• Thanks! I am hoping the that others can learn from my mistakes and miscues, just as I learn from them every time I mess up. Best to you in 2014, may it bring many great photo opportunities!

      January 1, 2014 at 5:35 pm

  2. Great post, and I have many shots in my collection that suffer the same malaise. I just don’t have the courage to post about them

    January 1, 2014 at 7:44 pm

    • Thanks for the comment. I think, in my case, it is not so much courage as a desire to inspire other photographers. I have had students that are really down on their images; I have to remind them we all take shots that don’t work right and we can learn from that.

      January 2, 2014 at 12:28 pm

  3. This is great! We shoot, we analyze and we shoot again. I love the learning process with photography and applying that in the field. I often shoot many “bad” images to experiment, then try for the image I want. You have some amazing reminders in these images and no doubt you have many great ones! Happy New Year!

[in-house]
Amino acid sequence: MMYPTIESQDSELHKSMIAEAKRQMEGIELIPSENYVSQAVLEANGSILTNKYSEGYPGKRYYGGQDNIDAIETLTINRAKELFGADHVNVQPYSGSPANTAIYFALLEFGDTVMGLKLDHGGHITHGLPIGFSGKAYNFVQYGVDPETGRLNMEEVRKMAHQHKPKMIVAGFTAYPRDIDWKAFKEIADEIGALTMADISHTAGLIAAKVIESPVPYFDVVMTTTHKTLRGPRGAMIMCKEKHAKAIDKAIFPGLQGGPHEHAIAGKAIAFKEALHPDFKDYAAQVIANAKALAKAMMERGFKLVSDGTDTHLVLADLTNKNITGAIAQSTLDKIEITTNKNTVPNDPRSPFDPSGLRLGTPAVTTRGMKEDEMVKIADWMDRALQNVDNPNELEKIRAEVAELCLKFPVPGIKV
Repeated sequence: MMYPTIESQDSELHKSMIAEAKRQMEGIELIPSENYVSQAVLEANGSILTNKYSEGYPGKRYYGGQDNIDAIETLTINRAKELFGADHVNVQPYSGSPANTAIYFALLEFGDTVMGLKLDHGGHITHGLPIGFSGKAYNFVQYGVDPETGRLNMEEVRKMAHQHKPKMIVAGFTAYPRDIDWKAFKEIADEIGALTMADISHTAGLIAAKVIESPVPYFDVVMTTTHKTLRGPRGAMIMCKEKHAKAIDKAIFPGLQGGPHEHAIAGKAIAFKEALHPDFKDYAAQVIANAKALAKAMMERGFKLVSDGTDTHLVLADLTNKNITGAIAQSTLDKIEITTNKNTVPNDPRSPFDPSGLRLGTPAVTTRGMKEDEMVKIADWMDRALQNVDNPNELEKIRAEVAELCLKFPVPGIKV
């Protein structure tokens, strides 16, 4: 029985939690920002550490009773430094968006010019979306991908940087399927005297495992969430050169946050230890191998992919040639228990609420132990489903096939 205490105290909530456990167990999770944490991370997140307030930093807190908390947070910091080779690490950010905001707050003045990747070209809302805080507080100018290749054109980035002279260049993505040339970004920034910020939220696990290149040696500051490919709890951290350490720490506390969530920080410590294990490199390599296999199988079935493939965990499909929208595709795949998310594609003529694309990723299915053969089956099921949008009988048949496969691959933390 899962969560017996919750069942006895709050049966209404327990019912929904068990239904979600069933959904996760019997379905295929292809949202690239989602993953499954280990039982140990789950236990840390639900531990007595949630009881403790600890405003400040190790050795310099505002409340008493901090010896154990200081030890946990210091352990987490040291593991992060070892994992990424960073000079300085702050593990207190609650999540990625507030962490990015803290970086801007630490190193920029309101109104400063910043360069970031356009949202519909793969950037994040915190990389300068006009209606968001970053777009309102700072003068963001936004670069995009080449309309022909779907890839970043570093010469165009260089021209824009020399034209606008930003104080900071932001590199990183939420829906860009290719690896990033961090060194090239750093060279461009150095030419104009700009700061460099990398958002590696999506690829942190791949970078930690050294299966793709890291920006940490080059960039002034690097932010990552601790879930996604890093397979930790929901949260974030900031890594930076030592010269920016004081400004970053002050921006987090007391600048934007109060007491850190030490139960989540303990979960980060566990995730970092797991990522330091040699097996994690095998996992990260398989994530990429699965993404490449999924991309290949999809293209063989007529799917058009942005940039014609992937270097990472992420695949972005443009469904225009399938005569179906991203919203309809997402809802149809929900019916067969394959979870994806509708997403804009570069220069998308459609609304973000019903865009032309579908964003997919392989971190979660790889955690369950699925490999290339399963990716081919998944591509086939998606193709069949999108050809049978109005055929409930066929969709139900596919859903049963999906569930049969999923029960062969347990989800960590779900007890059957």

January 1, 2014 at 8:26 pm

    • Thanks Eric. I don’t know about “many” great ones, but I do have a few great ones and many mediocre ones. Having a willingness to experiment and not to be afraid of failure is what it is about. Otherwise, how can we learn and grow as photographers?

      January 2, 2014 at 12:29 pm

  4. Thank you, interesting to read your lessons learned, I shoot a lot of photos and many, many are not good at all, for different reasons. Great to reflect on what makes them not good:-) Thank you!

    January 1, 2014 at 10:26 pm

    • Thanks for commenting. By looking at those reasons things don’t work the way we want, we can learn, particularly if there is some issue repeated again and again. Over the years, I’ve found I’ve had a problem with focus (and still do as demonstrated above). By analyzing my bad shots, I’ve done a much better job with it.

      January 2, 2014 at 12:32 pm

      • So true, I will do more of that:-)

        January 2, 2014 at 1:19 pm

  5. perspectivethink